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nathancser
03-12-2006, 06:31 PM
Hi,

I am starting a job site for highschool/college students to find jobs and I am stumped on finding ways to get local businesses to use my service to post jobs. Any ideas?

I was thinking direct mail campaigns but I have no idea how to do it and how much money is required. I am on a very limited budget. Any advice is welcome.

profitxchange
03-14-2006, 09:58 AM
Idea is worth a try.

See ifyou can get the local newspaper interested in writing an article about your idea and the benefits employers will have using scholl leavers and particularly your service.

It is a story that has lots of angles, new buisness, new business idea, helping the local community - business and school leavers.

It is critical you put together a bullet list of the real benefits all parties will get out of your idea. Not touchy feely but real hard nosed stuff.

The journalist will put all the words around you bullet points.

Should cost you nothing! Do not fall for the usual trade of advertising slace for the article. Its news!

You can also use your article to send to businesses with follow-ups at peak recruitment times, summer hols, xmas, etc.

firebringer
03-14-2006, 11:05 AM
I would simply ask them. One posibility is to contact each one to register them as a an employer user of the service. Give them a number and tell them that they can list their jobs with you over the phone, or net, by using their number. They might be interested in the conveneience of not having to fill out all of the address, phone, and contact information over and over again.

All the best,

Jess Huffman

nathancser
03-15-2006, 12:08 AM
Idea is worth a try.

See ifyou can get the local newspaper interested in writing an article about your idea and the benefits employers will have using scholl leavers and particularly your service.

It is a story that has lots of angles, new buisness, new business idea, helping the local community - business and school leavers.

It is critical you put together a bullet list of the real benefits all parties will get out of your idea. Not touchy feely but real hard nosed stuff.

The journalist will put all the words around you bullet points.

Should cost you nothing! Do not fall for the usual trade of advertising slace for the article. Its news!

You can also use your article to send to businesses with follow-ups at peak recruitment times, summer hols, xmas, etc.
Actually, that will work because my regional paper has started writing articles about local businesses. Mine is for local businesses and is a local business. Wow, how fortunate am to have this.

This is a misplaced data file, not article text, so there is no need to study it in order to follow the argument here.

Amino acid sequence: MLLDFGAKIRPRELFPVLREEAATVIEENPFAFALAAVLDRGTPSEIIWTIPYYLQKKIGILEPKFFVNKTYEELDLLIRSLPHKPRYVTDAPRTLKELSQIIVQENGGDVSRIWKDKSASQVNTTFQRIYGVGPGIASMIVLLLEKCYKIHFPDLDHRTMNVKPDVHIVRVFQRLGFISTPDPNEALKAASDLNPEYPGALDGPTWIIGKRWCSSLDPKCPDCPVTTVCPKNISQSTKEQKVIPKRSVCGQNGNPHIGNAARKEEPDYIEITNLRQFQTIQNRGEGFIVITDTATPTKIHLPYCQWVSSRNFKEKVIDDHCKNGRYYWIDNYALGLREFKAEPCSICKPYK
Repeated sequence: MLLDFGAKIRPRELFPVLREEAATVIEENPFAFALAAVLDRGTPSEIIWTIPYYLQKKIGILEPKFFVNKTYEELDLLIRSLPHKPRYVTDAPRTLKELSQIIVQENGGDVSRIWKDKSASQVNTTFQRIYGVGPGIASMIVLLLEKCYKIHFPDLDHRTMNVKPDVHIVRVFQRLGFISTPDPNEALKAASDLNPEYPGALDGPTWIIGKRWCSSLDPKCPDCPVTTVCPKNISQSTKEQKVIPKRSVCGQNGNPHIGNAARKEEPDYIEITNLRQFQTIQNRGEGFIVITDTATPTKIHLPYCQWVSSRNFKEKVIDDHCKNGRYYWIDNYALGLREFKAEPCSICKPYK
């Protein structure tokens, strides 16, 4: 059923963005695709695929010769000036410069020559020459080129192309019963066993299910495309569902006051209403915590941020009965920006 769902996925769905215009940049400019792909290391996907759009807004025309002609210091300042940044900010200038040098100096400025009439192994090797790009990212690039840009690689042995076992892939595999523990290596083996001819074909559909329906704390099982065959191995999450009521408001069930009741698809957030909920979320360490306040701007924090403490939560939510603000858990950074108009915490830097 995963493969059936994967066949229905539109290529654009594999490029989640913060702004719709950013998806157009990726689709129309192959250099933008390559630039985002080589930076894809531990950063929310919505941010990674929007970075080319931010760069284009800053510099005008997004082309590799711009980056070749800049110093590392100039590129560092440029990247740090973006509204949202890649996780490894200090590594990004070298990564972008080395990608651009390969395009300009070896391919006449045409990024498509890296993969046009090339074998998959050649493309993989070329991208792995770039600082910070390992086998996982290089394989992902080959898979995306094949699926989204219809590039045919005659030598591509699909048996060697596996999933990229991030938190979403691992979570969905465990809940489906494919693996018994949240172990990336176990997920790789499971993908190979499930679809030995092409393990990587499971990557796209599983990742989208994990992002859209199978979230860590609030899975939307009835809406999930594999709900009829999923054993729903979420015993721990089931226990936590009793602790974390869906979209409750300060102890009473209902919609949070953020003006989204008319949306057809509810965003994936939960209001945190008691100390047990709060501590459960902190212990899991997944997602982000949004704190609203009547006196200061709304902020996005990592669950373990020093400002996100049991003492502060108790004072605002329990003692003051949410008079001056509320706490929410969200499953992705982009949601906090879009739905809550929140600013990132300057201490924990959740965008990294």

I also like the personalization of calling each business with a pitch but it will take a while to call all 2000-4000 local businesses in the phone book.

Eminenent
03-18-2006, 09:12 PM
Why not be direct..just go to the high schools and the college campuses and ask them if you could post a sign or advertisement in the yearbook or purchase a banner space for them to set up at their home games.

try to get inudation of your name and type of businesst to the mass without littering the parking lots or the area in which you live in.

Even your local grocery stores they have bulletin board you can use.

Try that ..it is cheap and free and will reach the mass fairly quick

Sean

nathancser
03-18-2006, 09:22 PM
Why not be direct..just go to the high schools and the college campuses and ask them if you could post a sign or advertisement in the yearbook or purchase a banner space for them to set up at their home games.

try to get inudation of your name and type of businesst to the mass without littering the parking lots or the area in which you live in.

Even your local grocery stores they have bulletin board you can use.

Try that ..it is cheap and free and will reach the mass fairly quick

Sean

I am assuming you meant for marketing to the teens. I have already decided to use these methods but what I really am stumped on is how to market to local businesses who will post the jobs for the students to look at.

typome
03-21-2006, 05:39 PM
I agree with the advice already given, but would also like to add that perhaps you can emphasize that the businesses will be hiring local job hunters. Highlight the whole, 'let's build our community' deal by saying your website has the advantage of sticking to local employees, not just random people. Sort of town pride, you know? Create that nostalgia, perhaps? Or even make them feel that they are supporting your town's youth by doing so, etc.

BusinessWarrior
03-22-2006, 11:10 AM
If you take a step backwards, and put yourself in the shoes of an 'average' business in your area - what are the challenges you would face with regard to employment?

What is the current cost to a business owner of attracting recruits?